Hot Peppers and Dog Hair to the Groundhog

Anybody out there with a good Groundhog Remedy?

Frickin’ groundhog made her way into the garden a couple of weeks ago and munched on the sugar peas so about half of the plant tops were nibbled down to a few inches tall. Uuuuh! Here’s what they look like now.

Groundhog Damage to the Sugar Peas
Groundhog Damage to the Sugar Peas
The peas in the left row took a hit and then the fat pig wandered through the garden lettuce before I could chase her outta there.

Gotta scare ’em away somehow. Their tunnels are all over the place leading to and from the bean field. We live next to an agricultural field but separated by 100 feet or so of a wooded area.

I read in Dr. Bader’s Pest Cures Natural Solutions to Bigger Pests that the woodchuck doesn’t like hot peppers. The book itself is very basic but will introduce you to a lot of natural remedies that are definitely worth a try. It came with a second book on how to deal with bugs, the smaller pests. (Amazon offers both very inexpensively.)

So, instead of getting out the shotgun, I wanted to try something less destructive.

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Early Plantings Must Be Cold Crops

Is it cold crops or cole crops? Both terms work, actually. Let me explain.

First of all it’s the beginning of Spring. The Northern Hemisphere of the Earth is waking up slowly from its long winter nap. Birds and animals of all sorts have been wandering near and far to find mates as evidenced by the increasing roadkill we see at this time of year. I think the order is skunks first, then opossums, and raccoons judging by the carnage. 🙁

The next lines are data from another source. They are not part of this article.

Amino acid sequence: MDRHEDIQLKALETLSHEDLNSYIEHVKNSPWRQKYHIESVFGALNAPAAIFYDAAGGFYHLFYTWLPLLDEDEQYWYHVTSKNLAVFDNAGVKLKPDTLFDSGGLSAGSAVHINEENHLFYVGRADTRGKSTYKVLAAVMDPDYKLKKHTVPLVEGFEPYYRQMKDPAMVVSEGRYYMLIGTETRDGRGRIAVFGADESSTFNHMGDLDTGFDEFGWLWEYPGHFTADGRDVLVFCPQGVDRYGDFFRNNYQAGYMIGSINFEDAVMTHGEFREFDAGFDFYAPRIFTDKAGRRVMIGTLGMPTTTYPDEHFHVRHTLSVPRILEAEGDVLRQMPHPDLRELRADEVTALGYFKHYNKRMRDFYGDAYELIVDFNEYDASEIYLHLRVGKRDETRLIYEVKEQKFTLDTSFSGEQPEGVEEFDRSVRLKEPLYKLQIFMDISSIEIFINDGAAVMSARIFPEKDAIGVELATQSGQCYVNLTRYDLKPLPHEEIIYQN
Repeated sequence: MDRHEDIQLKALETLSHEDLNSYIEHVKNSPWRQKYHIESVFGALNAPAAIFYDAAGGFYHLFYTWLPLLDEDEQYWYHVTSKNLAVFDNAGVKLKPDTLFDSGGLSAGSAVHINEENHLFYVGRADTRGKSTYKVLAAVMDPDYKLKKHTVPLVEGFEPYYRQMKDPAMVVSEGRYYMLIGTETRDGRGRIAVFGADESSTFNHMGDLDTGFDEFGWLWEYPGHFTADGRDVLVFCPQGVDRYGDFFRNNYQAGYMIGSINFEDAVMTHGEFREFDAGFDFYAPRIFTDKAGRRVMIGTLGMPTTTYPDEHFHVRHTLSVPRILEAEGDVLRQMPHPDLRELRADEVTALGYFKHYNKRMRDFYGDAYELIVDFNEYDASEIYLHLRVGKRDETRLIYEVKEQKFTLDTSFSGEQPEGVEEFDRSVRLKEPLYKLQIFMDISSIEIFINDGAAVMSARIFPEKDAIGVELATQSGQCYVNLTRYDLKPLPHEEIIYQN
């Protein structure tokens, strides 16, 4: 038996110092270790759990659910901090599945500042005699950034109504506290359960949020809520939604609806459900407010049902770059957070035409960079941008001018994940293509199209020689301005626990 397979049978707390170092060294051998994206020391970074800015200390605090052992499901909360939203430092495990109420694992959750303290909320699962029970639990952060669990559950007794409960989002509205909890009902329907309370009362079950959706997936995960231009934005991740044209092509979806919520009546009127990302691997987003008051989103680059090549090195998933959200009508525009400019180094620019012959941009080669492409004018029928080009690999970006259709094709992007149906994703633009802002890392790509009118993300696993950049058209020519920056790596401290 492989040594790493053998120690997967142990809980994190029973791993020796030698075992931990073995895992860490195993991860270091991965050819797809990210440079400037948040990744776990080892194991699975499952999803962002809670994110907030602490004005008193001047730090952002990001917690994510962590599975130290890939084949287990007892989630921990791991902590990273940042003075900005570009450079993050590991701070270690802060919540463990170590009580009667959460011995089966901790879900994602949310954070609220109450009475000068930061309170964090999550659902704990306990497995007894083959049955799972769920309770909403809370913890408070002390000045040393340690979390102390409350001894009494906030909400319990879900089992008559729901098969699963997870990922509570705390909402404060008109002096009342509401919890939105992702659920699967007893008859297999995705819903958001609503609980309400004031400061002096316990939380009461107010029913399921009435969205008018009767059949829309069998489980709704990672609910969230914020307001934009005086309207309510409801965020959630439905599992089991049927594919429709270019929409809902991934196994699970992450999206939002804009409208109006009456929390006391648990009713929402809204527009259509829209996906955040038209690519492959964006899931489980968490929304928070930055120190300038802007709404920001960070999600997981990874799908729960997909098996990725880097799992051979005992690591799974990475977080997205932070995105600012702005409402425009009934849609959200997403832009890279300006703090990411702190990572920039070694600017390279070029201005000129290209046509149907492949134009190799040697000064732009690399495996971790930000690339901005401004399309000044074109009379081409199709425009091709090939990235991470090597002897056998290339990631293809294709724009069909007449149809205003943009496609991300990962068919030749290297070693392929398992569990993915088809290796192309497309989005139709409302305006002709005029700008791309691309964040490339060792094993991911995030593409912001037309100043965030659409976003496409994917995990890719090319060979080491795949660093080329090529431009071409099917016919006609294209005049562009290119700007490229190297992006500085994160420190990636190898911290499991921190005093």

In the garden Spring starts a little slower than in the animal world. However, there are a number of plants that can take the cold and even grow in low temperatures.

Lettuce and onions have already been planted in our vegetable garden, but they’re not without protection from freezing temperatures. Old sheets to the rescue!

Cold crops would be described as all the plants that do well in the cold. How cold is cold? Just think Spring or Autumn temperatures at the ends of the growing season.

Cole crops are plants who are members of the Mustard Family, Cruciferae, now known as Brassicaceae.

The word cole derives from a Latin word caulis which means stem or stalk. A few of the cole crops even have names derived from the same term: cauliflower, collards, broccoli, kohlrabi, kale. All these guys excel at growing in cool temperatures.

In general leaf and root crops may do ok in the cold, but fruiting crops will have to wait for the warmer weather of summer. Tomatoes and peppers are example plants that need more heat to develop their fruits.

Here’s a list of cold crops separated into types of crops — leaves, roots, coles, and flowers:

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